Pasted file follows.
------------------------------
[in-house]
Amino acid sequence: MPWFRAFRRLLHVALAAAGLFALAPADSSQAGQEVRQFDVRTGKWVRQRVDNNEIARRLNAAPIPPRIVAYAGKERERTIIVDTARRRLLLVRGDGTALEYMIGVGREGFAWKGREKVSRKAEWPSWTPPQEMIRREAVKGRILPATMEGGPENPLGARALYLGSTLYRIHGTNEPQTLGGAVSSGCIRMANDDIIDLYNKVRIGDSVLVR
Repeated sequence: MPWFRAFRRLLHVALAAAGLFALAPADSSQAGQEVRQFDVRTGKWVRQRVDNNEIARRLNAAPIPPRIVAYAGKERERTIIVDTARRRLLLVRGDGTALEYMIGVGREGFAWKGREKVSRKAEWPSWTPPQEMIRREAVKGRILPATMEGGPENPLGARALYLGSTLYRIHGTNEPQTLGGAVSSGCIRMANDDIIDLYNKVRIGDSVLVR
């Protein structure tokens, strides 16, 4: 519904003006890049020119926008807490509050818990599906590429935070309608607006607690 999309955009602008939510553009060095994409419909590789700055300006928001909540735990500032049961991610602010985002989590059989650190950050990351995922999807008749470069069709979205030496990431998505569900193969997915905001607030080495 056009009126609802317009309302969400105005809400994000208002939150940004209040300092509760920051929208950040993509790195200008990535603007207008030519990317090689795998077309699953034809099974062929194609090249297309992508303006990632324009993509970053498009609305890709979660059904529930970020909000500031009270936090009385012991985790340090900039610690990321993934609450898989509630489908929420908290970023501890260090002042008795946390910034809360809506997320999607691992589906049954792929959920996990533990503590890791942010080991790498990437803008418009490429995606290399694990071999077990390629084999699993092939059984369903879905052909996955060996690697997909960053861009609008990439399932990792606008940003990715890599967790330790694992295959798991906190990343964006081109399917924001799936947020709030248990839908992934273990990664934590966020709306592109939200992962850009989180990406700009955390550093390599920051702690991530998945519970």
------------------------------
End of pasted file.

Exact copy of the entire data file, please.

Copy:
[in-house]
Amino acid sequence: MPWFRAFRRLLHVALAAAGLFALAPADSSQAGQEVRQFDVRTGKWVRQRVDNNEIARRLNAAPIPPRIVAYAGKERERTIIVDTARRRLLLVRGDGTALEYMIGVGREGFAWKGREKVSRKAEWPSWTPPQEMIRREAVKGRILPATMEGGPENPLGARALYLGSTLYRIHGTNEPQTLGGAVSSGCIRMANDDIIDLYNKVRIGDSVLVR
Repeated sequence: MPWFRAFRRLLHVALAAAGLFALAPADSSQAGQEVRQFDVRTGKWVRQRVDNNEIARRLNAAPIPPRIVAYAGKERERTIIVDTARRRLLLVRGDGTALEYMIGVGREGFAWKGREKVSRKAEWPSWTPPQEMIRREAVKGRILPATMEGGPENPLGARALYLGSTLYRIHGTNEPQTLGGAVSSGCIRMANDDIIDLYNKVRIGDSVLVR
């Protein structure tokens, strides 16, 4: 519904003006890049020119926008807490509050818990599906590429935070309608607006607690 999309955009602008939510553009060095994409419909590789700055300006928001909540735990500032049961991610602010985002989590059989650190950050990351995922999807008749470069069709979205030496990431998505569900193969997915905001607030080495 056009009126609802317009309302969400105005809400994000208002939150940004209040300092509760920051929208950040993509790195200008990535603007207008030519990317090689795998077309699953034809099974062929194609090249297309992508303006990632324009993509970053498009609305890709979660059904529930970020909000500031009270936090009385012991985790340090900039610690990321993934609450898989509630489908929420908290970023501890260090002042008795946390910034809360809506997320999607691992589906049954792929959920996990533990503590890791942010080991790498990437803008418009490429995606290399694990071999077990390629084999699993092939059984369903879905052909996955060996690697997909960053861009609008990439399932990792606008940003990715890599967790330790694992295959798991906190990343964006081109399917924001799936947020709030248990839908992934273990990664934590966020709306592109939200992962850009989180990406700009955390550093390599920051702690991530998945519970």